Superheroes and Predictive Analytics

Captain America The Winter Soldier
“Captain America: The Winter Soldier” is also a lesson in predictive analytics.

(Image courtesy of Marvel Entertainment)

This past weekend, my wife and I were watching my favorite superhero movie (again) “Captain America: The Winter Soldier.” One of the most intriguing scenes in the film was when Steve Rogers/Captain America (played by Chris Evans) interrogated S.H.I.E.L.D. agent Jasper Sitwell (Maximiliano Hernandez) about the terrorist group Hydra’s plan with Project: Insight. Sitwell revealed that Hydra developed the “Zola algorithm,” a formula that predicts can be a threat to Hydra’s reign by using historical data to determine future activity.

My wife said, “Only in a superhero movie.” I responded, “No, it’s predictive analytics.”

What Is Predictive Analytics?

In addition to being a superhero movie with a suspenseful plot, “Captain America: The Winter Solider” introduced the concept of predictive analytics to the masses. Predictive analytics is a data-mining practice that uses a variety of statistical techniques to analyze current and historical facts to make predictions about future or otherwise unknown events. The analytic models capture relationships among the data to assess risk or potential associated with the conditions, guiding decision making or transactions.

While it sounds like something out of science fiction, predictive analytics is a standard tool used in many fields, such as insurance, healthcare, actuarial science and retail. The common use of predictive analytics is in credit scoring, where financial companies use scoring models to process a customer’s credit history, payment history and other personal data to rank individuals by their likelihood to make future payments.

The Future of Marketing?

Predictive analytics can help uncover new business opportunities that can increase marketing campaign effectiveness, maximize profitability and minimize customer churn.

(Image courtesy of STAT Labs)

Dmitri Williams, the founder of social analytics company Ninja Metrics, estimates that just five to 10 percent of social media users are responsible for 60 to 80 percent of influence (Wallace, para. 5). Predictive analytics software helps provide greater insight by highlighting the early indicators of interest and purchase behavior. It looks at keywords used when social media users post, and the sites they visit when they talk about products.

By using predictive analytics, marketers can gain greater insight by highlighting the early indicators of interest and purchase behavior. So with a little creativity, marketers use predictive analytics with emerging media to become a superhero of epic, digital proportions.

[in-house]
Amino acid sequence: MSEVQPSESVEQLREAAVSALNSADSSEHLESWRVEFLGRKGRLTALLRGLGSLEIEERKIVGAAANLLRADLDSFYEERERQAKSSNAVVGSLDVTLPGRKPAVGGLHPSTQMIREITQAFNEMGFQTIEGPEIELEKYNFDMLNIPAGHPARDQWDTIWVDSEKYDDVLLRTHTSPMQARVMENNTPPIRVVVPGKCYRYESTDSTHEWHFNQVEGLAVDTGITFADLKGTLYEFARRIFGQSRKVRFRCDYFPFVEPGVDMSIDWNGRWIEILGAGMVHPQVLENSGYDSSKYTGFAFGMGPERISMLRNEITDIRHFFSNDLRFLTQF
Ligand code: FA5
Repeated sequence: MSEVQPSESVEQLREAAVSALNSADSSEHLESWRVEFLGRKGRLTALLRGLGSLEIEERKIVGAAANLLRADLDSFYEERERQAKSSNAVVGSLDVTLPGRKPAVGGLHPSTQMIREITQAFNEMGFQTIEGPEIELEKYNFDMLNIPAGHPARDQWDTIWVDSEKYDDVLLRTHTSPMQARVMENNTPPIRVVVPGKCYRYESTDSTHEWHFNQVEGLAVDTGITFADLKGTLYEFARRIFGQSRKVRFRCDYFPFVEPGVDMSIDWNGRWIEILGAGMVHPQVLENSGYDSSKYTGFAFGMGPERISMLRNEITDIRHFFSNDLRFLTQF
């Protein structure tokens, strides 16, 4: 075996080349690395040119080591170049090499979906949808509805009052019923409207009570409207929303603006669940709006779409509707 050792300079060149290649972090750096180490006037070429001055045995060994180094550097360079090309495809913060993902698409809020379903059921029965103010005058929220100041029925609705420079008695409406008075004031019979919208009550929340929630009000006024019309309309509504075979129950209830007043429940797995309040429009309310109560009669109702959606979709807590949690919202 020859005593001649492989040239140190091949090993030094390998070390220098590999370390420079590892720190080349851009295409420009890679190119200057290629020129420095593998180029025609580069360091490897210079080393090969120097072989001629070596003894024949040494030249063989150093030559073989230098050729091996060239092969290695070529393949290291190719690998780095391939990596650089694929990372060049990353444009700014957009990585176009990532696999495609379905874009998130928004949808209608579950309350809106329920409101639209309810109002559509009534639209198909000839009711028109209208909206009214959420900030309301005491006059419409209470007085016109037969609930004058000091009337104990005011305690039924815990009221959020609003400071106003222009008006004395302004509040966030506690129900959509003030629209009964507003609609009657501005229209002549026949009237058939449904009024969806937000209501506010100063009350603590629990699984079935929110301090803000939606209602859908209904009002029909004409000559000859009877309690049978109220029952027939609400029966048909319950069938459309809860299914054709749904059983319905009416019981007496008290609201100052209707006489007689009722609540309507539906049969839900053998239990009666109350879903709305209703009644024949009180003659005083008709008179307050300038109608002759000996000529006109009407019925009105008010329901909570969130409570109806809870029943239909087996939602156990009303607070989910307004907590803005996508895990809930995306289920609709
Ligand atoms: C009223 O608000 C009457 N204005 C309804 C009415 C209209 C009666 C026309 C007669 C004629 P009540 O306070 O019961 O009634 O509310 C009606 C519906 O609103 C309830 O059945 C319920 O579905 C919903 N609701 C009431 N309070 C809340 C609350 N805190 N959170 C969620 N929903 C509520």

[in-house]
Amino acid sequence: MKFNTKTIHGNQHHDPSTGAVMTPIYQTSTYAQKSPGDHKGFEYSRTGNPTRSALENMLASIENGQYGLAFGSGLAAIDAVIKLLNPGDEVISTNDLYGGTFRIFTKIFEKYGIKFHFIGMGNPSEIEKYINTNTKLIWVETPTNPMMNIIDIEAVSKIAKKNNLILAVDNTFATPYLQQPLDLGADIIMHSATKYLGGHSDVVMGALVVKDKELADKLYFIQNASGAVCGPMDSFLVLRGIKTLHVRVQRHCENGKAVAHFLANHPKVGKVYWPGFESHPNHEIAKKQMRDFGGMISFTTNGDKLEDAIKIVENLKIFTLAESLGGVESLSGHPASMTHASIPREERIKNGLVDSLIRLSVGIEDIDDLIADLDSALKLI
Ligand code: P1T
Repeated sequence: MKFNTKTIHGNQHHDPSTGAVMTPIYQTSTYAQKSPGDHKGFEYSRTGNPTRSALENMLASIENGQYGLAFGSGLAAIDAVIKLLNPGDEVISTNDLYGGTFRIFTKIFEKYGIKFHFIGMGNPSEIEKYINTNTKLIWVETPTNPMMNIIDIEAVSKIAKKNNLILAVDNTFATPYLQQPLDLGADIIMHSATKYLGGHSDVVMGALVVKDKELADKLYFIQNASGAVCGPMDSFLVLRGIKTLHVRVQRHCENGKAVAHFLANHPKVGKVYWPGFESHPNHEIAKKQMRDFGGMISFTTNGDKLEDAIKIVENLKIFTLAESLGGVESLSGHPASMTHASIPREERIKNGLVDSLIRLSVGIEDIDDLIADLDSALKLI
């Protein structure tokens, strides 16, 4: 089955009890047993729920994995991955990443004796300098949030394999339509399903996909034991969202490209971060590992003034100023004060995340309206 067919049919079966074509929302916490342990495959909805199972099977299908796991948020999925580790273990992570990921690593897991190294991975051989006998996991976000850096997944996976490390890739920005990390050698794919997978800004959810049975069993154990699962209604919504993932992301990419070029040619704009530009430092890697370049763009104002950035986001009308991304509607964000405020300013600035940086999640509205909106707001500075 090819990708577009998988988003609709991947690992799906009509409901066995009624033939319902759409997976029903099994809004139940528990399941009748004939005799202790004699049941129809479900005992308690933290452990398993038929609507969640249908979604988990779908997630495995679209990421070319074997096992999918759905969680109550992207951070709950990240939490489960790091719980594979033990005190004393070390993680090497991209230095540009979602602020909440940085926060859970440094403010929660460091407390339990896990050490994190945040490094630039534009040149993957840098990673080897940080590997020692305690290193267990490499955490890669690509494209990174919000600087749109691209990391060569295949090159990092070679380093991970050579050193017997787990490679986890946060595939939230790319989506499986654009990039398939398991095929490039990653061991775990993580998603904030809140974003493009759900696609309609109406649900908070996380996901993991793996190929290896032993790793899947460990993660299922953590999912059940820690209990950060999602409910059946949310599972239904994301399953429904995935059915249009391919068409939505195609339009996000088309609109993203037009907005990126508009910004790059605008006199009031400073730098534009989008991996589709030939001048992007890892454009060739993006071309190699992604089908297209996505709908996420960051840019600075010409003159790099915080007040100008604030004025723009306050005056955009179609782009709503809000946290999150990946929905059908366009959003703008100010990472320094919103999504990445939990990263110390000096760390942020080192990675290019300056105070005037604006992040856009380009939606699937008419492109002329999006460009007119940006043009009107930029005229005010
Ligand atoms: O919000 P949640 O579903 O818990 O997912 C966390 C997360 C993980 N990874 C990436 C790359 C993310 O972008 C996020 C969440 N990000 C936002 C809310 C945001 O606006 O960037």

Wallace, L. (n.d.) “Impact of predictive analytics on advocacy-based social media marketing.” Software Advice. Retrieved February 28, 2016, from



Beyoncé Breaks the Internet … Again

Beyonce Knowles
Singer Beyoncé Knowles at the halftime performance for Super Bowl 50. (COURTESY: The Associated Press)

On Feb. 6, Beyoncé released the song and video to her latest song, “Formation,” on Feb. 6. The song and video featured several provocative images: A post-Hurricane Katrina setting, a black American boy dancing in front of armed police officers and the words “Stop shooting us (in reference to high-profile shootings involving black males by the police):”

(SOURCE: YouTube)

On Feb. 7, Beyoncé followed up by performing “Formation” during halftime of Super Bowl 50:

(SOURCE: YouTube)

And just before her Super Bowl performance, Beyoncé completed her marketing hat trick by announcing she will be starting a new world tour, starting April 27 in Miami.

Of course, this is not the first time Beyoncé has broken the Internet by marketing through emerging media. In 2013, Beyoncé released her self-titled album by posting an Instagram video with the caption “Surprise!” announcing a new “visual” album featuring 14 songs and 17 videos (Marechal, para. 2).

This is a promotional picture from "Beyoncé," the fifth solo album from the singer Beyoncé.
This is a promotional picture from “Beyoncé,” the fifth solo album from the singer Beyoncé. (COURTESY: Columbia Records)

Social platforms frantically propelled the promotion from viral buzz; according to data provided by Twitter, the release generated over 1.2 million tweets in 12 hours and mentions of Beyoncé spiked by 500,000 tweets in 24 hours. (Lipshutz, para. 2). The album, released digitally to the iTunes Store without prior announcement or promotion, debuted at No. 1 on the Billboard 200. Beyoncé sold more than 600,000 copies in the United States in three days, making it the fastest-selling album in the history of the iTunes Store.

From a marketing standpoint, Beyoncé is using social media as an influential way to reach audiences. The release of new content to fans and the general public comes across as a “direct gift” without any commercial mediation. The strategy involves strong online customer engagement, a large fan base to promote content freely and a strong emphasis on word of mouth. By relying on her considerable following, Beyoncé demonstrated the power of emerging media as a potent marketing tool.

Beyoncé (2016, Feb. 6). Formation (clean).” YouTube [Video file]. Retrieved February 14, 2016, from

Lipshutz, J. (2013, Dec. 13). “Beyoncé’s surprise album: 20 tweets from mind-blown musicians. Billboard. Retrieved February 14, 2016, from

Marechal, A..J. (2013, Dec. 13). “Beyoncé discreetly releases album, breaks the Internet.” Variety. Retrieved February 14, 2016, from

Melina & Friends (2016, Feb. 7). “Beyoncé & Bruno Mars Formation Super Bowl 2016 halftime show.”  YouTube [Video file]. Retrieved February 14, 2016, from